Mr. Shuwan Jawdat Barzanjy
University Professor at Salahaddin University - Engineering College - Water Resources Engineering - Erbil - KURDISTAN Region - IRAQ
Scientific Title : Assistant Lecture
Date and place of birth : 25th of February 1973, Kirkuk, Iraq
Languages : Kurdish, Arabic and English
Home address : Zanko , Erbil, Iraq Kurdistan
Phone No : 00964 750 4272368 (Mob)
E-mail : email@example.com
Engineering design provides the infrastructure necessary to sustain civilization and provide for quality of life. The challenge for engineering education is to invest students with the skills and competencies necessary to design solutions for the challenges and opportunities humanity faces today and in coming generations.
I contribute towards this grand endeavor in two ways:
1. Teaching water resources, hydraulic, and environmental design concepts and their field application to control the movement, distribution, and quality of water.
2. Teaching how to capture the fundamental principles and properties of nature in mathematical expressions, implement these equations in computer models, and use these models to understand physical processes and to design solutions.
The next generation of engineers faces broad global problems in water resources: scarcity issues, balancing the often competing needs of urban development vs. rural agriculture vs. ecosystem function, adaptation to climate change (predicted warmer temperatures with the need for more water and more extreme events), restoration of polluted waters, etc.
Our students are uniquely positioned to deal with such issues with the advent of a plethora of electronic data reserves, computational platforms, and internet connectivity. Engineers must be prepared to wrestle with often seemingly intractable problems, where various alternatives must be evaluated to make the best possible choices.
Throughout courses, I utilize active learning techniques to introduce basic principles and processes using hands-on laboratory apparatus designed and built by teams of students in my classes. Case studies are conducted where teams of students: locate and organize data using modern computer tools, develop and apply computational models, develop design recommendations, and justify their design to their peers in the classroom. These case studies and supplementary material explore how to solve practical problems in both the Kurdistan region and internationally.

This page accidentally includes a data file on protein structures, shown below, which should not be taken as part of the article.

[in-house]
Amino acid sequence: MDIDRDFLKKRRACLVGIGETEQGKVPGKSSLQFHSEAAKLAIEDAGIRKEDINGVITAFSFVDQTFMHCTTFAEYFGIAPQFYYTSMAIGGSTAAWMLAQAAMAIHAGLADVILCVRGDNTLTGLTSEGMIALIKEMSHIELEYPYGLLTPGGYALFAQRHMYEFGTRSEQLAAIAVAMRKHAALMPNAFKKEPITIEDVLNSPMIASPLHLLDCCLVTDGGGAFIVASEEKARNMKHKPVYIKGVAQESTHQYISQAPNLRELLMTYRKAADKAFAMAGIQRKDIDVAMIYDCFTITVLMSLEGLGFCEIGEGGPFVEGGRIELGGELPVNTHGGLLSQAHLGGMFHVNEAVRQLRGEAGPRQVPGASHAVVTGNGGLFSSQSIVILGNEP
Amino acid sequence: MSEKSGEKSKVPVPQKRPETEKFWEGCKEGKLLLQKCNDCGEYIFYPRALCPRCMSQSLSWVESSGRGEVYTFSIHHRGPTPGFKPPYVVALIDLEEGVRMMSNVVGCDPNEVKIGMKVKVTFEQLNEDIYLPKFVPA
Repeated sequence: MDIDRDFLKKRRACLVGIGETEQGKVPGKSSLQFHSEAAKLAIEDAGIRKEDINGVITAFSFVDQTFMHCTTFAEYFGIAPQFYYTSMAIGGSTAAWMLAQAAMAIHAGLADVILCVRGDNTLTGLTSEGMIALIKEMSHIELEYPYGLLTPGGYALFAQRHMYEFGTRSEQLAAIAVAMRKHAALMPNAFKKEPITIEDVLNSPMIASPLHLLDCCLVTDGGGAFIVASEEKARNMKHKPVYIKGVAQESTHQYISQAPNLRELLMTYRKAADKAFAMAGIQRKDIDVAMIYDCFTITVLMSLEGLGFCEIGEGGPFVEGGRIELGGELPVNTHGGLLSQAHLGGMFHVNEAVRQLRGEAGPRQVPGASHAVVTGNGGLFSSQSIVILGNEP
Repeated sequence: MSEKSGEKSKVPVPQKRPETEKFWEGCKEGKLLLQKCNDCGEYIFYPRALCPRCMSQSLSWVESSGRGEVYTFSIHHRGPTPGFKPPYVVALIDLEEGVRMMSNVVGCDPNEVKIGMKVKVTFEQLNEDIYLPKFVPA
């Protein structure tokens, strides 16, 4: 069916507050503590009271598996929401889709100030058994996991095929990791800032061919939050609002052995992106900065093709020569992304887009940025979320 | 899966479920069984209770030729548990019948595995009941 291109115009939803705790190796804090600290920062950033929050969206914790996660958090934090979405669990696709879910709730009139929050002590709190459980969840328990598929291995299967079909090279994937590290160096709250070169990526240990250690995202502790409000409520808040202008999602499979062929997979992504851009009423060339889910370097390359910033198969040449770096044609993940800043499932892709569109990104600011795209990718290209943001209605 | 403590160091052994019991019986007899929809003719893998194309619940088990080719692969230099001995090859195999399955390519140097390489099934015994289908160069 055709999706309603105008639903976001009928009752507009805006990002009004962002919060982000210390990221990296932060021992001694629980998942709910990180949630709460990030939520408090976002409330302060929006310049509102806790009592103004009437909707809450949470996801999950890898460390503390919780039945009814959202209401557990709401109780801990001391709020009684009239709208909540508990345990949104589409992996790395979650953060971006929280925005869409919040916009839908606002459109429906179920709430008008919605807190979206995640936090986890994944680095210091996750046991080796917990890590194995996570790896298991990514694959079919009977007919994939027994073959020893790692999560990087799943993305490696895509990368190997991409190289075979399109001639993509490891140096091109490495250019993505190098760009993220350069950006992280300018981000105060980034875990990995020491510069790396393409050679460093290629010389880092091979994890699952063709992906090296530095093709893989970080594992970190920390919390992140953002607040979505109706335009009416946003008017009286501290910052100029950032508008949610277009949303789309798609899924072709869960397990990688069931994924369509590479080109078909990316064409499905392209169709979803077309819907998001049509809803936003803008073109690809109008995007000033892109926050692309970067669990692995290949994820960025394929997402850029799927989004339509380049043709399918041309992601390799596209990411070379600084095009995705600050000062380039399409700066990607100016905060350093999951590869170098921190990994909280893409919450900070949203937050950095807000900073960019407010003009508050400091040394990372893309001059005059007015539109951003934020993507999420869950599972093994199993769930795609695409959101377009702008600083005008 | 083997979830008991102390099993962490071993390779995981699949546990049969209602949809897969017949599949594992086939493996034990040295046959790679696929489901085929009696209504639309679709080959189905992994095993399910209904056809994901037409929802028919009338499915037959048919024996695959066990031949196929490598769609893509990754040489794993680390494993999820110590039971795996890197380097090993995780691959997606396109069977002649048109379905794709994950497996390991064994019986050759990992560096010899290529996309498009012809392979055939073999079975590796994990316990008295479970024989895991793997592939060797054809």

I am reforming curriculum in all courses along three primary directions:
1. Integrating research into the curriculum.
2. Emphasizing a holistic, multi-disciplined approach to water resources engineering.
3. Implementing active learning techniques.
· Exploring real-life case studies with teams of students to emphasize the importance of course work to engineering design. Students work together in teams when exploring these case studies. Field trips are often involved where students visit sites and obtain data.
· Using computer demonstrations during lectures to illustrate application of theory, and to develop student proficiency in state-of-the-art software packages (e.g., ArcGIS, AutoCAD, Visual Basic, MATLAB, 3DFlow, etc.) This fosters understanding for the upcoming tech-savvy generation of students.
· Partitioning lectures into a series of mini-lectures by periodically shifting the mode of instruction/learning throughout a class period. This has been accomplished using computer demonstrations, small group and class discussions, working through examples collaboratively, and pause the lecture to allow time for reflection.
· Introducing help sessions in graduate courses. These sessions provide a forum where students freely ask questions and answers are obtained collaboratively by both instructor and students working out details on the board. This learning environment fosters teamwork and synthesis of course material, and it provides an effective mechanism for evaluating level of understanding.